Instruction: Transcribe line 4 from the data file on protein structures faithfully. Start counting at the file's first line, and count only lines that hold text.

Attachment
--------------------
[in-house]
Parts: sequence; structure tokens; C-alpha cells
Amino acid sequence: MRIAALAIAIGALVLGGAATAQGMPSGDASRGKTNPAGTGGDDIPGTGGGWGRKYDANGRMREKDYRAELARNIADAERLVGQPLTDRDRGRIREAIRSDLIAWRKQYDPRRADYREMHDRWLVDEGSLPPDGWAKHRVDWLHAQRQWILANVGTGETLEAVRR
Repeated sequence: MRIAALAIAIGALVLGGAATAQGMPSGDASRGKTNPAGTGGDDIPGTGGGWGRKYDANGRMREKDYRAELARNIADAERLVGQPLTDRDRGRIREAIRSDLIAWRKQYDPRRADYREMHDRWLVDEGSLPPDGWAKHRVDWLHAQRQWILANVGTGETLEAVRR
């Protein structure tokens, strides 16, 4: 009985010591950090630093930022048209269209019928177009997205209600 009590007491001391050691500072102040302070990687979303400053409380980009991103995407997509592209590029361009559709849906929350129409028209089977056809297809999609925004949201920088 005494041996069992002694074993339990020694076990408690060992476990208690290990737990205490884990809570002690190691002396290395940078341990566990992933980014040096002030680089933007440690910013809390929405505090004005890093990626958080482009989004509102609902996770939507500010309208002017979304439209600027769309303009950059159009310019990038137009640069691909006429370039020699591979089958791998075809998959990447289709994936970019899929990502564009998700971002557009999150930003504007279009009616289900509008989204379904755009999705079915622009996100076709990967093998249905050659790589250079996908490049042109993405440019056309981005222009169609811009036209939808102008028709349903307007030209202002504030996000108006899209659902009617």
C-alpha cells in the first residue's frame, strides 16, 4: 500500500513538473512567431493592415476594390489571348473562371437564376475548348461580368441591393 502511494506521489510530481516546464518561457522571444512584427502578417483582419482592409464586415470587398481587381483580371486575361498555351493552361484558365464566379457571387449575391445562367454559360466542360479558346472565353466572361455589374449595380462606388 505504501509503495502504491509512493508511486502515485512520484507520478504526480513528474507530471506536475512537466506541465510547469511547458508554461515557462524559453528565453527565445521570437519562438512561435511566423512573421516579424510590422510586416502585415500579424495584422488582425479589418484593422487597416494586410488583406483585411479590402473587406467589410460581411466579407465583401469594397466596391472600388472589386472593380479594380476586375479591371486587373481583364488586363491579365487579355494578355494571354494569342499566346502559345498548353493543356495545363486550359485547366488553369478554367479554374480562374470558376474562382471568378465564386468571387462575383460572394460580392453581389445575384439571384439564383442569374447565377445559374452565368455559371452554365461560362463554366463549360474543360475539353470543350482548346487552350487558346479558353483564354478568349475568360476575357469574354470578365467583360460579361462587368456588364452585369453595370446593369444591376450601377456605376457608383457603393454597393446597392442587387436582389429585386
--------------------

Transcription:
Repeated sequence: MRIAALAIAIGALVLGGAATAQGMPSGDASRGKTNPAGTGGDDIPGTGGGWGRKYDANGRMREKDYRAELARNIADAERLVGQPLTDRDRGRIREAIRSDLIAWRKQYDPRRADYREMHDRWLVDEGSLPPDGWAKHRVDWLHAQRQWILANVGTGETLEAVRR